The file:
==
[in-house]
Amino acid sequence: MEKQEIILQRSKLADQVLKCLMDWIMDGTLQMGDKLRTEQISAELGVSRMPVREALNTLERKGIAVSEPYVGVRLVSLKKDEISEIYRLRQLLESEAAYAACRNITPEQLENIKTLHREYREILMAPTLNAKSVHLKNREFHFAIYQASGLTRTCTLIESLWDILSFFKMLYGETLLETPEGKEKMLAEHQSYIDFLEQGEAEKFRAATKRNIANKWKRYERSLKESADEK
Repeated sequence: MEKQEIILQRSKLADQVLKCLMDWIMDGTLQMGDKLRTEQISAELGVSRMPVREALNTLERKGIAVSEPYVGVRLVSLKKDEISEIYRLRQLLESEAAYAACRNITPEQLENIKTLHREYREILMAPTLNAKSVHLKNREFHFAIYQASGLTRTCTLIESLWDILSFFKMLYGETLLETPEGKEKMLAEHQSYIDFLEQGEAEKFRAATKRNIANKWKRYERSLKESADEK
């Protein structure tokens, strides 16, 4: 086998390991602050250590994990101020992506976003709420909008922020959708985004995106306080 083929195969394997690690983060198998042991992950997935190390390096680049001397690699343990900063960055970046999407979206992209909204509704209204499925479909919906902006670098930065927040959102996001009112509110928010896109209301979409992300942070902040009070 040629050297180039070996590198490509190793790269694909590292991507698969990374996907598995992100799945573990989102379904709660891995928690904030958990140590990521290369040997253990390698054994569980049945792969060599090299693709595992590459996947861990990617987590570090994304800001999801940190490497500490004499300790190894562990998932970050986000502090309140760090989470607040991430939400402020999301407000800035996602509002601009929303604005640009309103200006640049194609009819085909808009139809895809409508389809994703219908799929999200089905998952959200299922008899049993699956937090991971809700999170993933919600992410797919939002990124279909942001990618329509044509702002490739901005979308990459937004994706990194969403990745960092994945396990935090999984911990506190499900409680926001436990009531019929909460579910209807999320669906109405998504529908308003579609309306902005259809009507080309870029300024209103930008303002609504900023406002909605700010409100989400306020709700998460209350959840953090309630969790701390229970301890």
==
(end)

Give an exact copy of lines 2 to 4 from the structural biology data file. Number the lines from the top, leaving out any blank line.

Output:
Amino acid sequence: MEKQEIILQRSKLADQVLKCLMDWIMDGTLQMGDKLRTEQISAELGVSRMPVREALNTLERKGIAVSEPYVGVRLVSLKKDEISEIYRLRQLLESEAAYAACRNITPEQLENIKTLHREYREILMAPTLNAKSVHLKNREFHFAIYQASGLTRTCTLIESLWDILSFFKMLYGETLLETPEGKEKMLAEHQSYIDFLEQGEAEKFRAATKRNIANKWKRYERSLKESADEK
Repeated sequence: MEKQEIILQRSKLADQVLKCLMDWIMDGTLQMGDKLRTEQISAELGVSRMPVREALNTLERKGIAVSEPYVGVRLVSLKKDEISEIYRLRQLLESEAAYAACRNITPEQLENIKTLHREYREILMAPTLNAKSVHLKNREFHFAIYQASGLTRTCTLIESLWDILSFFKMLYGETLLETPEGKEKMLAEHQSYIDFLEQGEAEKFRAATKRNIANKWKRYERSLKESADEK
């Protein structure tokens, strides 16, 4: 086998390991602050250590994990101020992506976003709420909008922020959708985004995106306080 083929195969394997690690983060198998042991992950997935190390390096680049001397690699343990900063960055970046999407979206992209909204509704209204499925479909919906902006670098930065927040959102996001009112509110928010896109209301979409992300942070902040009070 040629050297180039070996590198490509190793790269694909590292991507698969990374996907598995992100799945573990989102379904709660891995928690904030958990140590990521290369040997253990390698054994569980049945792969060599090299693709595992590459996947861990990617987590570090994304800001999801940190490497500490004499300790190894562990998932970050986000502090309140760090989470607040991430939400402020999301407000800035996602509002601009929303604005640009309103200006640049194609009819085909808009139809895809409508389809994703219908799929999200089905998952959200299922008899049993699956937090991971809700999170993933919600992410797919939002990124279909942001990618329509044509702002490739901005979308990459937004994706990194969403990745960092994945396990935090999984911990506190499900409680926001436990009531019929909460579910209807999320669906109405998504529908308003579609309306902005259809009507080309870029300024209103930008303002609504900023406002909605700010409100989400306020709700998460209350959840953090309630969790701390229970301890």